• Secure remote access for critical team members. Make sure your fellow web editors, content managers, and developers have remote access to your content management system so they can update the website from home (or a designated work space, if your company has a back-up work location) if needed. Have your team test out their remote access to make sure it works, especially if they are using home computers.
  • Build helpful error pages. This is good usability practice, but it becomes critical when your website is inaccessible. Don’t use the dreaded  “404” error page. Work with your developers to find out what the experience will look like from a user perspective when all your servers go down. Is there a way they can ensure your audience sees a custom message from your company? Create an error page that includes helpful links to other applications that might still be accessible and phone numbers for customer service. Include links to your social media sites as well, because if the disaster has only affected certain areas and is not widespread, you will likely still have access to your social media accounts and can update your customers through those channels.
  • Determine who will need to approve emergency messaging. When something unforeseen happens, your company will likely want or need to issue a statement. This could mean that people who don’t normally approve your content will now be approvers. Make sure you know who needs to sign off on any emergency statements instead of trying to figure it out in the midst of chaos. (Find out who the back-up approvers are as well, in case the designated approvers are not available.)
  • Be supportive and helpful. If there is a national disaster that does not impact you directly but your company wants to comment on it, make sure your messaging is nothing but helpful and empathetic. Some companies have made the mistake of using a tragic event to promote their product (for example, American Apparel encouraged customers “stuck inside” during Hurricane Sandy to use the time to shop their website; Epicurious suggested that customers try their cranberry scone recipe in response to the Boston Marathon bombing). It’s far better to say nothing than to offend people or take advantage of a tragic situation.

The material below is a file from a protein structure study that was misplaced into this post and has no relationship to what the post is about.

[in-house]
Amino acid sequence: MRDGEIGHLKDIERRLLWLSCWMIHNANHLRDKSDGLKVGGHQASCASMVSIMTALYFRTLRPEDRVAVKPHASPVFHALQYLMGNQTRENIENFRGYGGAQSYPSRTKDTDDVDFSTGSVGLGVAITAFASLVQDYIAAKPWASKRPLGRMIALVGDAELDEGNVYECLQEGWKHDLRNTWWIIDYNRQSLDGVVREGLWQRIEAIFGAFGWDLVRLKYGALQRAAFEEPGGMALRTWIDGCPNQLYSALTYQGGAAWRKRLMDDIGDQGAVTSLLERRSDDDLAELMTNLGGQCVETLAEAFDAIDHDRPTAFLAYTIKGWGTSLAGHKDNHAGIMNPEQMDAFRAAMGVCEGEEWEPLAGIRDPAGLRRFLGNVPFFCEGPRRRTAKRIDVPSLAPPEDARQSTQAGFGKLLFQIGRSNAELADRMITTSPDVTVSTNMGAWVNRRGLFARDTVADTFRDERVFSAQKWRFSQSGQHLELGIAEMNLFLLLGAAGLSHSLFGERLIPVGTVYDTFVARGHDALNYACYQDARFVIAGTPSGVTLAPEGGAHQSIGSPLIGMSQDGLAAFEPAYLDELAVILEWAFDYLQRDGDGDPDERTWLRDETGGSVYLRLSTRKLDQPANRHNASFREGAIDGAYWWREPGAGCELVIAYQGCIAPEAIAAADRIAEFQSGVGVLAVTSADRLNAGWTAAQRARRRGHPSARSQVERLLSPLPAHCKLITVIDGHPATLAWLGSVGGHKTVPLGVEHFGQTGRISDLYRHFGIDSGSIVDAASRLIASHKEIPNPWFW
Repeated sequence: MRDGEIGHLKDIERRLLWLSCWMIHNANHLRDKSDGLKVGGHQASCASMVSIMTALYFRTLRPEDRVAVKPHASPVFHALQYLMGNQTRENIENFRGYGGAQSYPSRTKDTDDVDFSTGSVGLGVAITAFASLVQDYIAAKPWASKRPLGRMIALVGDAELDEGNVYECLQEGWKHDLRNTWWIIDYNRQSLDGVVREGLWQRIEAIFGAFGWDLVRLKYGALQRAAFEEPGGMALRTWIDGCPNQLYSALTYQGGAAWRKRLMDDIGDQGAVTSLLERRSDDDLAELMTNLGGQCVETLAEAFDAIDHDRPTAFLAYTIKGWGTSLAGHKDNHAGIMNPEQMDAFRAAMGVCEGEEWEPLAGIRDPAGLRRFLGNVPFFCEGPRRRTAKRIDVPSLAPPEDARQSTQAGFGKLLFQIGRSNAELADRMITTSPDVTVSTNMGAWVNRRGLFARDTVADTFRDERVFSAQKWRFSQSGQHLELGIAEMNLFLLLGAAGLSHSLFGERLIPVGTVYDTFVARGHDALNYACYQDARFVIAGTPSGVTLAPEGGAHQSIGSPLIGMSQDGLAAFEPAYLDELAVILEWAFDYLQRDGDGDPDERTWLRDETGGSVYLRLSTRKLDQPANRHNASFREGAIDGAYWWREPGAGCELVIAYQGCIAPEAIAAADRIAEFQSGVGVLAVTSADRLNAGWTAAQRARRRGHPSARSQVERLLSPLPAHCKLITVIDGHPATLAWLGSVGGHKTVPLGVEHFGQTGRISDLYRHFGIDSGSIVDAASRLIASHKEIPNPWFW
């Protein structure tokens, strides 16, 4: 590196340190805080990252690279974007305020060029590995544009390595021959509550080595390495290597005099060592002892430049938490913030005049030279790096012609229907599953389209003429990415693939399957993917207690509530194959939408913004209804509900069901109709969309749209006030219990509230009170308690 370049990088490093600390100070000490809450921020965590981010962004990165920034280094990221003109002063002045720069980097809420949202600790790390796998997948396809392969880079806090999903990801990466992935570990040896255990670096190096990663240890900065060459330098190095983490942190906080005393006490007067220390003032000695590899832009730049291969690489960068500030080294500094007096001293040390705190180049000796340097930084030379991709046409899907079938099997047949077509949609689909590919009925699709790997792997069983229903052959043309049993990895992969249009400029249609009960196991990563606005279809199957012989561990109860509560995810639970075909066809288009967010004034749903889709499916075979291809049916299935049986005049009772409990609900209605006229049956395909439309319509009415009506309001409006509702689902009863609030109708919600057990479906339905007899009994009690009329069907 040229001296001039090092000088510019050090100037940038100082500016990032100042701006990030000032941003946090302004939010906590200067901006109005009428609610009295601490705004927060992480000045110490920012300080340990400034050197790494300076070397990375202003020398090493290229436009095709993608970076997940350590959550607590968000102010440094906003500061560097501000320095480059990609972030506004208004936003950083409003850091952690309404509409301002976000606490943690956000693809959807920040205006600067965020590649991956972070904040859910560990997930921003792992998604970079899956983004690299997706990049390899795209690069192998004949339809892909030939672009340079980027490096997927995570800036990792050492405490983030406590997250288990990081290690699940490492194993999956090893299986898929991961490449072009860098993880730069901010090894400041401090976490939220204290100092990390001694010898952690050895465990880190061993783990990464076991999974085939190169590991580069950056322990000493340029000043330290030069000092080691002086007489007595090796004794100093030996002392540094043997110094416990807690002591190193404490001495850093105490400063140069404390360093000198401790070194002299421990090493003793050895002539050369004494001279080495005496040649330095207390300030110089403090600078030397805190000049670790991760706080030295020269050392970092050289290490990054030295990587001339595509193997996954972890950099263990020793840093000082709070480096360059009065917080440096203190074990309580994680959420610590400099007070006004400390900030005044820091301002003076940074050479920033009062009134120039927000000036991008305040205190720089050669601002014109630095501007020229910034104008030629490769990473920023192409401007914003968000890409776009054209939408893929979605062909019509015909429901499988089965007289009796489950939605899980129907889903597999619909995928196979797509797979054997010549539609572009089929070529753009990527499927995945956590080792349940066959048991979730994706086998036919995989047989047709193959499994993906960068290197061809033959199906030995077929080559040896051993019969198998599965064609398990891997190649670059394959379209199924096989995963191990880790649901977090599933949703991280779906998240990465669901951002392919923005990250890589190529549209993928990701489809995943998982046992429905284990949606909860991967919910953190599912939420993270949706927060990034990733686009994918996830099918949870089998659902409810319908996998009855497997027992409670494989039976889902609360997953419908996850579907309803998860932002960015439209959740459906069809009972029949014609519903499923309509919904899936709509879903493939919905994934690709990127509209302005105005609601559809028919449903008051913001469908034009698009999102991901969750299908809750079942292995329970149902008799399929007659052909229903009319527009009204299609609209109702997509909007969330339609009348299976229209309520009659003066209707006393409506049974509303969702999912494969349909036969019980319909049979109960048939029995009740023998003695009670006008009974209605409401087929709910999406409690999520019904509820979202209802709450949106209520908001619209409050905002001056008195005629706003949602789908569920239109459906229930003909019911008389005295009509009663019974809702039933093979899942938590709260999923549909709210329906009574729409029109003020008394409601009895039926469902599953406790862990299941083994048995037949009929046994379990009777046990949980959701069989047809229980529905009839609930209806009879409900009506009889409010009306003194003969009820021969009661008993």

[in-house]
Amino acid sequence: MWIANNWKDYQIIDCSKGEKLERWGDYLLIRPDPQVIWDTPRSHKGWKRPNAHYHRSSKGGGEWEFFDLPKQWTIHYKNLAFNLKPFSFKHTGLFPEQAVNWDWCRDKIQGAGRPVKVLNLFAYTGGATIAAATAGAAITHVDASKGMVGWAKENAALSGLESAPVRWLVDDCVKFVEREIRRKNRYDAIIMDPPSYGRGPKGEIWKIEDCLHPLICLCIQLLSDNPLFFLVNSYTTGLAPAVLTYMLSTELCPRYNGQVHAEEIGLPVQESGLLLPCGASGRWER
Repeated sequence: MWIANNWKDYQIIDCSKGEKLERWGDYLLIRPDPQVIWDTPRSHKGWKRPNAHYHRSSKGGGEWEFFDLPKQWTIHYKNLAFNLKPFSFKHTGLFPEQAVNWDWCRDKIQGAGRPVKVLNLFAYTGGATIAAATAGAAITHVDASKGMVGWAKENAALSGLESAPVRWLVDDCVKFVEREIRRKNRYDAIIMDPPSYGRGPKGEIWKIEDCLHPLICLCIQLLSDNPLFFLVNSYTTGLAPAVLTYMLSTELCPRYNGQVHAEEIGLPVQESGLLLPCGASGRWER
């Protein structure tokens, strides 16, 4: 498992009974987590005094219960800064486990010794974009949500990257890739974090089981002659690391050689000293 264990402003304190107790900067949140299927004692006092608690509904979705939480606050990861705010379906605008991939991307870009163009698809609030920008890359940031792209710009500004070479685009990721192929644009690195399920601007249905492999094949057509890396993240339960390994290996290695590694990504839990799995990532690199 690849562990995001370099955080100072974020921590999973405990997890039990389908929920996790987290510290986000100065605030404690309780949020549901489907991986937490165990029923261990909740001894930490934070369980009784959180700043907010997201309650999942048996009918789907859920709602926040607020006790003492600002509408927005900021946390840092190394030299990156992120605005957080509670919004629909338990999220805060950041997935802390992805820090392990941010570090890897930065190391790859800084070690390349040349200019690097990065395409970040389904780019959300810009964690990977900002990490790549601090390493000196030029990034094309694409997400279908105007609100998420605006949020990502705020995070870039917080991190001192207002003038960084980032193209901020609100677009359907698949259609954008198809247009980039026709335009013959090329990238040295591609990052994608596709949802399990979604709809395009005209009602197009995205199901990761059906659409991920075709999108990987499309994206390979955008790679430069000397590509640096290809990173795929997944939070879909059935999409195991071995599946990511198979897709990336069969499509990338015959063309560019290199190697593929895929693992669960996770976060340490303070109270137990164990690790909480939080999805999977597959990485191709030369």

• Know which reputable charities your company supports. If customers might look to you for suggestions on what they can do to help, make sure you give them accurate information. Know your company’s stance on charities before a tragedy happens and do your research so you don’t direct your customers to an organization you don’t know anything about.
  • Put yourself in your customers’ shoes. What questions would your customer have for your company in the event of a disaster? If your company provides an essential product or service, what expectations might customers have about your availability during or immediately after a disaster? Any messaging you craft should address these expectations.
  • Review your content with the disaster in mind. Rethink your existing and planned content in light of the event that has occurred. Is there anything on your website now that you should remove or edit to reflect what has happened (either from a factual or empathetic standpoint)? Or is there content you have scheduled that you need to postpone or scrap altogether?  For example, say you were planning a series of travel articles about the Gulf Coast, but the Gulf was just struck by a deadly hurricane. You will likely want to postpone that series until the coast has recovered from the damage. (Don’t forget pre-scheduled email newsletters, partner content that you might not directly control, and quarterly or monthly communications will need to be reviewed too.)

In my August post, I’ll review how editors can help plan for a very different kind of event: the public relations disaster.